LEMON: All right, Mark. Thank you very much, Mark Preston, Dana Bash, and Gloria Borger. I appreciate that.

Up next, the rare joined appearance. Former President George W. Bush joins President Barack Obama on stage at the Dallas memorial. What he said in his tribute to the fallen officers. [22:35:00] (COMMERCIAL BREAK)

LEMON: Really it was a rare moment of unity today, something we haven't seen a lot of lately. A sitting president joined at an event by his predecessor. George W. Bush sat on stage and addresses the Dallas memorial service today, alongside President Obama.

Here to discuss that now is Andy Card, who served as President Bush's chief of staff, and Joshua DuBois, who's a former White House religious affairs director for Barack Obama.

I'm so glad to have you all of on -- all on this evening. I thought it was a really special moment that we witnessed, many of us, hopefully most people in the country did live today.

Andy, you know, we heard a lot from President Obama's speech, but former President Bush, George W. Bush made a rare public appearance and his remarks were interesting as well. Let's listen.

(BEGIN VIDEO CLIP)

GEORGE W. BUSH, FORMER U.S. PRESIDENT: To renew our unity we only need to remember our values. We have never been held together by blood or background. We are bound by things of the spirit, by shared commitments to common ideals.

At our best we practice empathy, imagining ourselves in the lives and circumstances of others. This is the bridge across our nation's deepest divisions.

(END VIDEO CLIP)

LEMON: Andy, what are your thoughts on President Bush's words today? And why was it so important for him to attend and speak out?

ANDY CARD, FORMER WHITE HOUSE CHEF OF STAFF: Well, first of all, I was really pleased that President Bush and President Obama got together to speak not only to the people of Dallas but to the people of the world. And hopefully the United States will pay particular attention.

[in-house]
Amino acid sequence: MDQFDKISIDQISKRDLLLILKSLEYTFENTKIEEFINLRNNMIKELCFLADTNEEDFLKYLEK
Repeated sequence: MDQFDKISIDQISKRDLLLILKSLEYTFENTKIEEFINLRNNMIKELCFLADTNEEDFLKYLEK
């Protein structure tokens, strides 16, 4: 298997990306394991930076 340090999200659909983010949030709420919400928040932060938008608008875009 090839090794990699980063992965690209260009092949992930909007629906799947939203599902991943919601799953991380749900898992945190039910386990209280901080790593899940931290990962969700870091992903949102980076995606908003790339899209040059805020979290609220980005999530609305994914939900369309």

I thought President Bush's speech was very efficient speech but it was also extremely inviting for us to step up to the challenge of uniting. And I thought it was right for him to call for us to recognize the common purpose that we have, the shared values that we have and how those can trump all of the divisions in this country.

And we've got to learn to step up the responsibility of those shared values. So I thought it was a powerful and efficient speech that President Bush gave, and I was pleased to see him there with President Obama.

[22:40:00] LEMON: Joshua, you know, I watched today and President Obama said something very specific that really touched me. He said "Let me give you a new heart," citing the bible. You know him very well. Why did he select that passage?

JOSHUA DUBOIS, FORMER WHITE HOUSE RELIGIOUS AFFAIRS DIRECTOR: He selected that passage from Ezekiel because I think he was saying we need and empathy revolution in this country. We've got to figure out how to look at someone else who's not like us and see the image of God and see ourselves.

We've got to figure out how a white police officer can look at a young black man and not grow anxious, but instead see someone who could be his son or his brother. We got to figure out how black folks can look at a white police officers and see the same thing.

But that doesn't paper over our divisions or the very real policy issues that out there. But the president is saying OK. We have to allow our hearts to break for one another and to replace these hearts of stone with tender hearts, with hearts of flesh in the words of Ezekiel that he quoted today.